With my LG I messed up somehow and my neck tension wasn't even 1/2 of what it normally should have been and the target showed. The necks of the fired cases blackened up the entire neck. Woody doesn't shoot as good when that happens. But when the neck tension is right I only get a small ring of carbon around the front of the neck. That's when all of my small groups have been shot with this rifle.
    Just a small observation I've noticed. I wish all rifles were that predictable.

    By the way, what's your thoughts on the split and clamped style barrel blocks verses the glued on type?
    I've used them all. When done right they all work. The disadvantages is the time making them and bedding them in. If you are using an action mounted scope that doesn't hang off from the block the split style is fine and really handy for a switch barrel setup and keeping your zero because the clamping screws are normally right on top. The disadvantage is increased scope height to get the front objective to clear the block.
    If you are planning on using a block mounted scope and clamp style block there are a few considerations. You must use guide pins to make sure the top part of the block sets perpendicular on top of the barrel and you need to take care in tighting down the screws in a prescribed bolt pattern. A lot like torquing down head bolts in a engine.... starting from the inside bolts and work out in a clockwise rotation, slowly clamping the bolts a little more each time until fully torgued. If you don't do this the top half of a clamped block can tilt to one side and cause problems with horizontal shifts when making vertical adjustments in your scope. When done right you can repeat your zero pretty darn good.
    One other thing different about blocks in general over a glued sleeve is that the block can be used to tune a barrel into a load to where to can't with a glued sleeve. But that can be a disadvantage also because with a severe change in temperature the torgue/clamping PSI would change in a block. But not in a glued sleeve.
    The glued sleeve's majic is done when the rifle is built and you never have to mess with it again. The glued sleeve leaves no stress what-so-ever in the barrel.
    I've been told by more than 1 gunsmith that you can measure a bore diameter change with an air-gauge when a block is fully torgued down. This is a VERY VERY small minute change but it is there. But let me also add that I've never seen anyone report excessive fouling or any adverse affects of this either. Just be aware there is stress in there. And when you have stress and large temperature changes the expansion and contraction of materials can cause changes.

    Dave, my smith says he agrees with Bruce Baer and likes the glued on ones. I figured you might have some insight here too. If there's an advantage to one over the other in some way, I figured your attention to detail wouldn't let this slip by either.
    Obviously Bruce has a lot of experience with glued sleeves and his track record of winning guns in competition speaks for itself. For a hunting gun and considering your geographic location (possibily of extreme temp changes) I think I would personally go with a glued sleeve so you don't get the fluctuation in torgue on the barrel. And also becasue you don't have to make room for clamping screws the overall profile and weight of a glued sleeve is going to be smaller and lighter. This with allow for a lower mounted scope so your face can stay on the stock and take recoil better. Don't need to be giving the wife black-eyes right? [​IMG] The disadvantage is when changing the barrel after it's shot-out or if you plan on a switch barrel concept. Then a glued sleeve is a pain in the back side as compared to a blcok setup. But if your smith has a good sturdy hydraulic press, put the heat to the glued sleeve and press it off. It will snap when it breaks the glue's hold but you be able to use the sleeve over again with a little touch up work.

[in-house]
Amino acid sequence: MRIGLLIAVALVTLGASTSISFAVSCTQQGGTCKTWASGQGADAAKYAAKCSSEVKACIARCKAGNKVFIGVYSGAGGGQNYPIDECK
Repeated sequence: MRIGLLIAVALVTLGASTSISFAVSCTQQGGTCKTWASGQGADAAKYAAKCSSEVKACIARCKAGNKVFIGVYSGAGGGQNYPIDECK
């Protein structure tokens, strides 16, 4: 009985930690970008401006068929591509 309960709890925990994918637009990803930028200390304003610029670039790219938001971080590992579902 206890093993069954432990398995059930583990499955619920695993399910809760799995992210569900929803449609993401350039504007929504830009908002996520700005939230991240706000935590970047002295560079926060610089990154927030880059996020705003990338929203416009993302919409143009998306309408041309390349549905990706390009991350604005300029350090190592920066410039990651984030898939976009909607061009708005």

Hope this helps,
    Steve

    [ 03-18-2003: Message edited by: Steve Shelp ]
     
  10. Brent

    Brent Well-Known Member

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    Steve,

    Thanks! [​IMG]
    The block I'll use is one of Jay McMunn's creations, well I'm getting a blank from him that has the hole in it already. Dave will mill the rest the same as Jays. The one of Jays has a slot in the bottom center and clamps before it's installed. I'll post a pic. The delema was that we could glue it in and save a little machine work, or finnish it up just like Jays. If one was an obvious advantage in the accuracy department I wanted to know "first" and by just how much. I was actually considering not using one at all and just bedding the barrel channel up a few inches but completely decided against the idea for bedding longevity reasons. Jay offered me a block reasonably so I couldn't see not using it.

    I'm fond of the switch barrel idea so I know I'd be giving that option up if I had it glued in, but I see the advantage to the glue now! Decissions, decissions!!! You did help me see the differences, and that's what I really wanted to know. [​IMG] [​IMG]

    [​IMG]

    [ 03-18-2003: Message edited by: Brent ]